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Clubs, Groups, Regular MeetingsThursday, Nov. 8 ALCOHOLICS ANONYMOUS meets at 6 p.m. at the Panacea Womens Club on Otter Lake Road, Panacea. For more information call 524-9103. ALCOHOLICS ANONYMOUS will meet at 8 p.m. at the Station House, 3106 Shadeville Highway. Call (850) 544-0719 for more information. COASTAL OPTIMIST CLUB will meet at noon at Poseys Steam Room in Panacea. FAMILY TO FAMILY SUPPORT GROUP will meet at 6 p.m. at the NAMI Wakulla of ce. ROTARY CLUB meets at the senior center at noon. WAKULLA COUNTY HISTORICAL SOCIETY MUSEUM will be open from 10 a.m. to 4 p.m. The museum is located at 24 High Drive, Crawfordville. NAMI FAMILY TO FAMILY SUPPORT GROUP will meet at 6 p.m. at the NAMI Wakulla of ce, 2140-C Crawfordville Highway. This group is for family members and friends of people diagnosed with mental illnesses and is free of charge. Friday, Nov. 9 ALCOHOLICS ANONYMOUS meets at 8 p.m. at 54 Ochlockonee Street in Crawfordville. Call (850) 545-1853 for more information. ALCOHOLICS ANONYMOUS meets at noon at 54 Ochlockonee Street in Crawfordville. Call (850) 545-1853 for more information. ALCOHOLICS ANONYMOUS will meet at 8 p.m. at the Station House, 3106 Shadeville Highway. Call (850) 544-0719 for more information. BOOK CLUB meets at the public library from 3 p.m. to 4:30 p.m. GAMBLERS ANONYMOUS meets at St. Teresas Episcopal Church in Medart from 7 p.m. to 8:30 p.m. PICKIN N GRINNIN JAM SESSION will be held at the senior center from 10 a.m. to noon. (Also on Tuesdays) WAKULLA COUNTY HISTORICAL SOCIETY MUSEUM will be open from 10 a.m. to 4 p.m. The museum is located at 24 High Drive, Crawfordville. QUILTERS GUILD OF WAKULLA COUNTY will meet at 9:30 a.m. at the library. Join them for the fun of quilting. Quilters of all skill levels are invited. Contact Anne Lopez at 294-0832. Saturday, Nov. 10 ALCOHOLICS ANONYMOUS meets at 5:30 p.m. at Mission by the Sea Church on Alligator Drive in Alligator Point. Call (850) 545-1853 for more information. ALCOHOLICS ANONYMOUS will meet at 8 p.m. at the Station House, 3106 Shadeville Highway. Call (850) 544-0719 for more information. NARCOTICS ANONYMOUS will meet at 3106 Shadeville Highway, across from the volunteer re department, at 6:30 p.m. For more information, call 224-2321. SOPCHOPPY GROWERS MARKET will be held from 11 a.m. to 3 p.m. in front of Posh Java, Organics & Gifts, on the corner of Rose St. and Winthrop Ave., in downtown Sopchoppy. The market features locally grown, organic and unsprayed produce, homemade bread, and other food items. To participate in the market, contact Posh Java at (850) 962-1010 or email poshjava@gmail.com for details. WAKULLA COUNTY HISTORICAL SOCIETY MUSEUM AND ARCHIVES will be open from 10 a.m. to 2 p.m.. The museum is located at 24 High Drive, Crawfordville. Sunday, Nov. 11 ALCOHOLICS ANONYMOUS meets at 6 p.m. at 54 Ochlockonee Street in Crawfordville. For more information, call (850) 545-1853. WAKULLA COUNTY HISTORICAL SOCIETY MUSEUM AND ARCHIVES will be open from 10 a.m. to 2 p.m.. The museum is located at 24 High Drive, Crawfordville. ALCOHOLICS ANONYMOUS will meet at 6 p.m. at the Station House, 3106 Shadeville Highway. Call (850) 544-0719 for more information. Monday, Nov. 12 ALCOHOLICS ANONYMOUS meets at 6 p.m. at the Panacea Womens Club on Otter Lake Road, Panacea. ALCOHOLICS ANONYMOUS FOR WOMEN will meet at 6 p.m. at 54 Ochlockonee Street in Crawfordville. For more information call (850) 545-1853. ALCOHOLICS ANONYMOUS will meet at 6 p.m. at the Station House, 3106 Shadeville Highway. Call (850) 544-0719 for more information. LINE DANCING will be held at the senior center at 1:30 p.m. YOGA CLASSES with Tamara will be held at 10:30 a.m. at the Senior Citizens Center. This is a gentle restorative class focusing on the breath to build exibility, restore balance with a mind/body approach. Tuesday, Nov. 13 ALANON meets at 54 Ochlockonee Street in Crawfordville at noon. ALCOHOLICS ANONYMOUS will meet at 6 p.m. at the Station House, 3106 Shadeville Highway. Call (850) 544-0719 for more information. BOOK BUNCH meets in the childrens room at the public library at 10:30 a.m. NAMI CONNECTION will meet from 7 p.m. to 8:30 p.m. at the NAMI Wakulla of ce. This group is for people diagnosed with a mental illness. VFW LADIES AUXILIARY BINGO will be held at the VFW Post on Arran Road from 6 p.m. to 9 p.m. CRAWFORDVILLE LIONS CLUB will meet at 6 p.m. at Myra Jeans Restaurant. WAKULLA COUNTY HISTORICAL SOCIETY will meet at 7 p.m. at the library. A group of seniors who have lived in Woodville throughout their lives will tell stories about its history. Wednesday, Nov. 14 ALCOHOLICS ANONYMOUS meets at Ochlockonee Bay UMC on Surf Road at noon. ALCOHOLICS ANONYMOUS will meet at 8 p.m. at the Station House, 3106 Shadeville Highway. Call (850) 544-0719 for more information. BOOK BABIES, storytime with activities for toddlers, will be held at the public library at 10:30 a.m. BRAIN GYM CLASS will be held at the senior center at 10:30 a.m. KNITTING GROUP meets at the public library from 4 p.m. to 6 p.m. For information, call 491-1684. LINE DANCING will be held at the senior center at 2 p.m. NARCOTICS ANONYMOUS will meet at 6:30 p.m. at NAMI Wakulla, 2140-C Crawfordville Highway. Call 2242321 for more information. BEADING CLASSES with Tamara will be held at 12:45 p.m. at the Senior Citizens Center. Choose from glass and stone beads to create your masterpiece. There is a $3 to $5 fee for the materials. KNITTING CLUB will meet at 4 p.m. at the public library. Anyone interested in the art of knitting are encouraged to attend. Thursday, Nov. 15 ALCOHOLICS ANONYMOUS meets at 6 p.m. at the Panacea Womens Club on Otter Lake Road, Panacea. For more information call 524-9103. ALCOHOLICS ANONYMOUS will meet at 8 p.m. at the Station House, 3106 Shadeville Highway. Call (850) 544-0719 for more information. COASTAL OPTIMIST CLUB will meet at noon at Poseys Steam Room in Panacea. FAMILY TO FAMILY SUPPORT GROUP will meet at 6 p.m. at the NAMI Wakulla of ce. ROTARY CLUB meets at the senior center at noon. WAKULLA COUNTY HISTORICAL SOCIETY MUSEUM will be open from 10 a.m. to 4 p.m. The museum is located at 24 High Drive, Crawfordville. NAMI FAMILY TO FAMILY SUPPORT GROUP will meet at 6 p.m. at the NAMI Wakulla of ce, 2140-C Crawfordville Highway. This group is for family members and friends of people diagnosed with mental illnesses and is free of charge. WAKULLA COUNTY CANCER SUPPORT GROUP will meet in the Education Center of the Crawfordville United Methodist Church at 7 p.m. This group meeting is for men and women, regardless of the type of cancer. For more information, call 926-6050.Special EventsThursday, Nov. 8 FOOD PRESERVATION WORKSHOP will be held at 6:30 p.m. at the Extension Of ce by David Moody, St. Marks National Wildlife Refuge director, and Shelley Swenson, Wakulla County FCS Extension agent. They will be covering the basics of food preservation through pressure canning and dehydrating. Moody has years of experience preserving wildlife and sh and wants to share some of the things that he has learned with others. Swenson will share an overview of the pressure canner, why a pressure canner must be used for low acid vegetables, meats and sh and some basic canning techniques. Sample foods will be provided. Registration fee is $5. Enroll by calling the Wakulla County Extension Of ce at 926-3931. Pre-registration is necessary, but workshop fee can be paid at the workshop. Saturday, Nov. 10 SIXTH ANNUAL VETERANS DAY CELEBRATION AND PARADE will start at 10 a.m. at Hudson Park by Wakulla Christian School to honor all veterans and active duty military. Parade entries are encouraged to decorate in a patriotic theme. There is no fee to enter, but a donation of toiletry supplies for active duty military is requested. There will also be games, food, raf e, vendors and silent auction. FREE COMMUNITY FISH FRY will be held by Rocky Mount Church of Christ, which is located at 58 Dogwood Drive in Crawfordville, from 11:30 a.m. until its gone. Everyone is invited to attend. TOCAMOS MAS featuring danceable rhythms and jazz improvisations will perform at 8 p.m. at Posh Java in Sopchoppy. This professional group of musicians combines keyboards, congas, timbales, bass guitar and vocals. The performance will also feature guest artist Richard Bertram on saxophone. The core band consists of William Yazid Johnson, keyboards, Chuck Carbia, bass guitar/lead vocals, and Paul Harvey and Dave Breault, on congas and timbales. For reservations, contact Posh Java at (850) 962-1010 or email poshjava@gmail.com. Seats are $10. Posh Java will be closing its doors at the end of December, so take advantage this musical performance. MYERS CARTER SYRUP DAY will be held starting at 10 a.m. at his home. Family and friends will gather for fun and fellowship as music makers entertain. Carter and his helpers will cook, skim, stoke the re and bottle syrup. From the Wakulla County Courthouse take U.S. Highway 319 south 4.5 miles, look for Fish Hawk Trace on the right and follow the signs. Proceeds from the syrup sales will go to the Heritage Village Park project. Sunday, Nov. 11 FREE PANCAKE AND SAUSAGE BREAKFAST will be held by the Wakulla County Memorial Post, VFW POST 4538 from 7 a.m. until 10 a.m. Everyone is invited as a thank you and to give back to the public for its support throughout the year. The VFW post is located at 475 Arran Road, Crawfordville. Wednesday, Nov. 14 ANNUAL FARM CITY BREAKFAST will be held from 7 to 8 a.m. at the Wakulla County Extension Of ce by the Wakulla County Farm Bureau. The purpose is to recognize the Owen Bellamy Family as the North Florida Fair Associations 2012 Outstanding Farm Family for Wakulla County. The guest speaker will be Adam Basford, Florida Farm Bureau Federation, director of State Legislative Affairs. R.S.V.P. by Nov. 9 by calling 926-3931. Saturday, Nov. 17 THANKSGIVING COMMUNITY FEAST will be held from 11 a.m. to 3 p.m. at Hudson Park by several Wakulla groups and churches. There will be free food and Christian fellowship. FIRST BLUE JEANS AND FAST MACHINES EVENT for Keep Wakulla County Beautiful will be held from 5 to 10 p.m. at 3Y Ranch, Crawfordville. There will be dinner and entertainment by Local Motion. Enter a fast machine for $10. To attend the show only, cost is $5 per car load. Dinner and entertainment is $35 per person. A table sponsorship is $300. For more information, email helpkwcb@gmail.com, call 745-7111 or visit www.kwcb.org. SOPCHOPPY OPRY will feature local country music legend Hoot Gibson with South Bound Band at 7 p.m. in the historic Sopchoppy School Auditorium. Hoot Gibsons career in music spans over 60 years and his November appearance at the Opry has become a tradition. Tickets are $10. Call 962-3711 for tickets. Monday, Nov. 19 WILDERNESS COAST PUBLIC LIBRARIES GOVERNING BOARD will hold a public meeting from 1:30 to 3:30 p.m. at the Wakulla County Public Library. Tuesday, Nov. 20 FREE COUNTY WIDE THANKSGIVING DINNER will be held at the Senior Center, 33 Michael Drive in Crawfordville, from 4 to 7 p.m. For questions, call 926-7145. www.thewakullanews.com THE WAKULLA NEWS, Thursday, November 8, 2012 Page 3B Government Meetings Thursday, Nov. 8 WAKULLA COUNTY TOURIST DEVELOPMENT COUNCIL will hold a public meeting at 8:30 a.m. at the Wakulla Welcome Center in Panacea. ST. MARKS CITY COMMISSION will hold its regular monthly meeting at 7 p.m. at city hall. Tuesday, Nov. 13 SOPCHOPPY CITY COMMISSION will hold its monthly meeting at 6:30 p.m. at city hall. WAKULLA COUNTY PARKS ADVISORY COMMITTEE will hold a public meeting at 6 p.m. at the Wakulla County Parks and Recreation Administration Of ce. Wednesday, Nov. 14 WAKULLA COUNTY CODE ENFORCEMENT BOARD will hold a public hearing at 5:30 p.m. in the commission chambers. By SCOTT JOYNERLibrary DirectorWe wanted to thank everyone who has made use of our e-book checkout service over its rst week. Many have come in, sent emails, or called with questions, comments, etc., which makes us very happy. As we continue to build the collection we need your input. What would you like to see? Keeping in mind that not every book is made into an e-book, and due to issues out of our control, not every e-book will be available to us to purchase. Please tell us how we should build the collection. This program opens up doors to easy access to entertainment and information to our patrons and our goal is to make it the best in the area. Please feel free to contact us and keep checking out our collection as we continue to build! For those interested, we will be holding our first workshop on how the overdrive system works on your Kindle next Thursday, Nov. 15 at 6 p.m. in our computer lab to answer any questions or help you learn how to use the system. We will hold workshops on other devices in the coming weeks. Please join us! Friday Night Movie Were happy to show this Friday night at 7 p.m., the newest take on the Spider Man saga. This PG-13 lm tells of Peter Parker nding a clue that might help him understand why his parents disappeared when he was young. His path puts him on a collision course with Dr. Curt Connors, his fathers former partner. With dazzling special effects and a return to Spideys roots, this worldwide hit should start the long weekend off with a thrilling two hours. Bring the family out as we show the lm on the same day its released on DVD! Doors open at 6:45 p.m. and seating will be limited due to re code restrictions. Please have minors be accompanied by a responsible adult and not just dropped off. Computer classes for November and December Our computer class schedule is out for the rest of the year. Were offering, free of charge, everything from the basics, to digital photography, buying and selling on Craigslist, to creating holiday invitations and cards. The classes kick off next Wednesday, Nov. 14 with Craigslist: Buying and Selling at 9:30 a.m. followed by Outlook 2007: Calendars, Tasks, Notes & More at 1:30 p.m. The next day, Nov. 15, we have Desktop Publishing: Creating Invitations & Cards at 9:30 a.m. Please stop by to get a full schedule and register or give us a call. All classes are free but must be signed up for early as seating is limited. Library News... Food preservation workshop at 6:30 p.m. at the extension of ce Veterans Day Parade and Celebration will be held at Hudson Park at 10 a.m. Free pancake breakfast at VFW Post from 7 to 10 a.m. Farm City Breakfast from 7 to 8 a.m. at the extension of ce. ThursdaySaturdaySundayWednesday Week Week in inWakulla akullaWakulla akulla Email your community events to jjensen@thewakullanews.net Hoot Gibson will play at the Sopchoppy Opry on Nov. 17. Call 962-3711 for tickets.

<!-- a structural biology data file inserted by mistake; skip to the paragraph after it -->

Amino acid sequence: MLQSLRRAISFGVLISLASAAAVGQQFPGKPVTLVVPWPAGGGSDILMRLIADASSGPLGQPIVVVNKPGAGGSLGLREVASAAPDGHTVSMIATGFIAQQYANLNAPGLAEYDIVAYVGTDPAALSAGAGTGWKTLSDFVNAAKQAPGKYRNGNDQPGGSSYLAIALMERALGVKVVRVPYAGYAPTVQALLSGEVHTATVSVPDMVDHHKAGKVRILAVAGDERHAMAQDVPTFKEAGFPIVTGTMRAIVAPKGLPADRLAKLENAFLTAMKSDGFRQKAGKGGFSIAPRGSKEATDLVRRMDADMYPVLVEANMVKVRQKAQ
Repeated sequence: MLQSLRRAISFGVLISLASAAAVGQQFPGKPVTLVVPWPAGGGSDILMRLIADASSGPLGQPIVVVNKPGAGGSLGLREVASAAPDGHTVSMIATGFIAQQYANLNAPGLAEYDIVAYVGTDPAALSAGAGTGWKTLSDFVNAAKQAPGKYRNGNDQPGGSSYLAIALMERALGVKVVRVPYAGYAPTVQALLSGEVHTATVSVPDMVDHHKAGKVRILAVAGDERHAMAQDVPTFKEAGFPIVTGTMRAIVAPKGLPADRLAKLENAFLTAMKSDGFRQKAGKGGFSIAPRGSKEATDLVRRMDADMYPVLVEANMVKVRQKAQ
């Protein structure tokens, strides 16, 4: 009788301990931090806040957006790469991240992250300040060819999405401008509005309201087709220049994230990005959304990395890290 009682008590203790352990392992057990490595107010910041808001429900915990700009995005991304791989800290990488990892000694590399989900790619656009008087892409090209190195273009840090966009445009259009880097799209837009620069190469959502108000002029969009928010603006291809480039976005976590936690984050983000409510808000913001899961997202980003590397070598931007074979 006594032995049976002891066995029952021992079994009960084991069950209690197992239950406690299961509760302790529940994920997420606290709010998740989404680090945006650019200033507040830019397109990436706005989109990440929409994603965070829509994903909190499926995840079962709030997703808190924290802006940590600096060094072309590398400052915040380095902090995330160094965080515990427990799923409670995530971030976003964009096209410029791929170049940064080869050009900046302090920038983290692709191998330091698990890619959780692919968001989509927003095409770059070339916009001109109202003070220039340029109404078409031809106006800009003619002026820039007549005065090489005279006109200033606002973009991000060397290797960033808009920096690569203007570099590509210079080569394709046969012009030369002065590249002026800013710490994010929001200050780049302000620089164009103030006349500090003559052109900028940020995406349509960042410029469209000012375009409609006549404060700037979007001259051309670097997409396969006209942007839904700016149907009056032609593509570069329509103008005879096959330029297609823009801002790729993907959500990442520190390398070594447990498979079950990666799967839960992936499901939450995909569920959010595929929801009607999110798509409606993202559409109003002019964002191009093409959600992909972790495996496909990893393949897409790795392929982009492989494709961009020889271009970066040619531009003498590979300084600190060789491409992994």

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Page 4B THE WAKULLA NEWS, Thursday, November 8, 2012 www.thewakullanews.comPlayers of the WeekDEMETRIUS LINDSEY Running back 18 carries for 139 yards and a touchdown. BRETT BUCKRIDGE Center Long snapper has yet to have a bad snap DALTON BOHANNON Linebacker Big plays all over the eld, caused a fumble The whole defensive squad. It was tough to just pick one player, said Coach Klees.O ense Knock Em Back Defense Special Teams Continued from Page 1BLinebacker Kevin James, who has been a runstopper, did play four or ve plays but re-aggravated his injury, Klees said. UP NEXT: ESCAMBIA The last game of the regular season has Wakulla facing off against Escambia County. A bigger 6A school, Escambia has a 4-5 record. They remind me of Jefferson County, Klees said. Theyre not that big but theyre very fast and very athletic. The biggest challenge, Klees said, is keeping the War Eagles focused after the big win against Godby, and the playoffs coming up the week after Escambia. The trap is a let-down game against Escambia. Weve told them this week, You dont want to lose this game going into the playoffs, Klees said. Looking forward to the playoffs, Klees acknowledged the War Eagles have a huge home eld advantage. It was obvious against Godby fans packed the stands, and the student section was loud and raucous, cheering on the War Eagles. Theres nothing like playing at Wakulla, Klees said. DISTRICT CHAMPS! PHOTO BY KEN FIELDS/SPECIAL TO THE NEWS PHOTO BY KEN FIELDS/SPECIAL TO THE NEWS PHOTO BY KEN FIELDS/SPECIAL TO THE NEWS WILLIAM SNOWDENLinebacker Michael Sarvis, 59, scoops up the fumble caused by Dalton Bohannons hit on the Godby quarterback. Dillon Norman carries against Godby. The speedy back, who is also kicker, tore his ACL in the game and is out for the year. Jordan Franks, 81, on a wide receiver screen with a block from Lindsey. The student section cheer on the War Eagles against district rival Godby.